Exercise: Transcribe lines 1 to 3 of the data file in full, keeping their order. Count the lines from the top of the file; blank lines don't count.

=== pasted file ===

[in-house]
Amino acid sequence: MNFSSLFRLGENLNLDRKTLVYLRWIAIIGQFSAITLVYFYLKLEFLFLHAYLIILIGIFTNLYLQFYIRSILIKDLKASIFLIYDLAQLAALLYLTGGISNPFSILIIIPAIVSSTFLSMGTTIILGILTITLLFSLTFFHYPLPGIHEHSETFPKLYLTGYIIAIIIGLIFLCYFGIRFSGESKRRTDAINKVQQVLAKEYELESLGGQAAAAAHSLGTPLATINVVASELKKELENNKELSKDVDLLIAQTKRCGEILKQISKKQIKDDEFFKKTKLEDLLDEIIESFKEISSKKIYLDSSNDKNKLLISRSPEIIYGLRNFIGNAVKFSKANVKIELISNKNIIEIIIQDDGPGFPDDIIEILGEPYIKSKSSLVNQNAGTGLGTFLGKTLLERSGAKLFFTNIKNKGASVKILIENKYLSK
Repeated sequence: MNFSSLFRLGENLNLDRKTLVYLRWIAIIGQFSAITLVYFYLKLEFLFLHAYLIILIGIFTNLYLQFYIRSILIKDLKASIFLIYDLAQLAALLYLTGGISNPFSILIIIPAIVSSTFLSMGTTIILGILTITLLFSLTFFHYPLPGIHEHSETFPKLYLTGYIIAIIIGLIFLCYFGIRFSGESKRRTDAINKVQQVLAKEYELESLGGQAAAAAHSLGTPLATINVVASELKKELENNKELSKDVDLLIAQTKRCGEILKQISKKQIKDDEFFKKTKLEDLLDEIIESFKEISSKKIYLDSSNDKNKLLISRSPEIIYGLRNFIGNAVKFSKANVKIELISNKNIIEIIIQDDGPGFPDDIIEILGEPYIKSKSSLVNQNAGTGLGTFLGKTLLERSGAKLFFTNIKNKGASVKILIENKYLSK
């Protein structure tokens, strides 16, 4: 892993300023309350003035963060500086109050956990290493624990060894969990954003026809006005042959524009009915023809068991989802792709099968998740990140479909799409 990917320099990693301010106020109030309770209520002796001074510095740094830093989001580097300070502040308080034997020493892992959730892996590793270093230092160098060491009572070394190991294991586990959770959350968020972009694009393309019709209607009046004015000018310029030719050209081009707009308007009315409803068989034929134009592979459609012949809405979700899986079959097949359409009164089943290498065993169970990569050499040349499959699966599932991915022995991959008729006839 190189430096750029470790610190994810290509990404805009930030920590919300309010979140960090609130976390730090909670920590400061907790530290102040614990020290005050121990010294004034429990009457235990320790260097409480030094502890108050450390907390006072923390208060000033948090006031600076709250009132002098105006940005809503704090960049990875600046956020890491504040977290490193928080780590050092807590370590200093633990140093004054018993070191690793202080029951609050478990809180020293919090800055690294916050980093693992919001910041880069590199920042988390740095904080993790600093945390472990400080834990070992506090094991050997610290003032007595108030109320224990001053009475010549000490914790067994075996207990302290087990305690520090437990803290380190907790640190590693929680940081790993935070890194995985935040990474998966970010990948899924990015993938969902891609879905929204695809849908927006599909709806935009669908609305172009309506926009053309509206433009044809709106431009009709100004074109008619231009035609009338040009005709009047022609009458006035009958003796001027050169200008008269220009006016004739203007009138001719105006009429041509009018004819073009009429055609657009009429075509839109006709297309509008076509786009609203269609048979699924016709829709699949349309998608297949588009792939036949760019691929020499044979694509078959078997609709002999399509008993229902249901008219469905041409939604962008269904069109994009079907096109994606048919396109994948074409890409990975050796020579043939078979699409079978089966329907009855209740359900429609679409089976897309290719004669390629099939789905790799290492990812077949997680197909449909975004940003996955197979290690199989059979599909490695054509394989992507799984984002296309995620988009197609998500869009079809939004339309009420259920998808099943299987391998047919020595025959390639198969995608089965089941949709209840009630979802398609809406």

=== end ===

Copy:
[in-house]
Amino acid sequence: MNFSSLFRLGENLNLDRKTLVYLRWIAIIGQFSAITLVYFYLKLEFLFLHAYLIILIGIFTNLYLQFYIRSILIKDLKASIFLIYDLAQLAALLYLTGGISNPFSILIIIPAIVSSTFLSMGTTIILGILTITLLFSLTFFHYPLPGIHEHSETFPKLYLTGYIIAIIIGLIFLCYFGIRFSGESKRRTDAINKVQQVLAKEYELESLGGQAAAAAHSLGTPLATINVVASELKKELENNKELSKDVDLLIAQTKRCGEILKQISKKQIKDDEFFKKTKLEDLLDEIIESFKEISSKKIYLDSSNDKNKLLISRSPEIIYGLRNFIGNAVKFSKANVKIELISNKNIIEIIIQDDGPGFPDDIIEILGEPYIKSKSSLVNQNAGTGLGTFLGKTLLERSGAKLFFTNIKNKGASVKILIENKYLSK
Repeated sequence: MNFSSLFRLGENLNLDRKTLVYLRWIAIIGQFSAITLVYFYLKLEFLFLHAYLIILIGIFTNLYLQFYIRSILIKDLKASIFLIYDLAQLAALLYLTGGISNPFSILIIIPAIVSSTFLSMGTTIILGILTITLLFSLTFFHYPLPGIHEHSETFPKLYLTGYIIAIIIGLIFLCYFGIRFSGESKRRTDAINKVQQVLAKEYELESLGGQAAAAAHSLGTPLATINVVASELKKELENNKELSKDVDLLIAQTKRCGEILKQISKKQIKDDEFFKKTKLEDLLDEIIESFKEISSKKIYLDSSNDKNKLLISRSPEIIYGLRNFIGNAVKFSKANVKIELISNKNIIEIIIQDDGPGFPDDIIEILGEPYIKSKSSLVNQNAGTGLGTFLGKTLLERSGAKLFFTNIKNKGASVKILIENKYLSK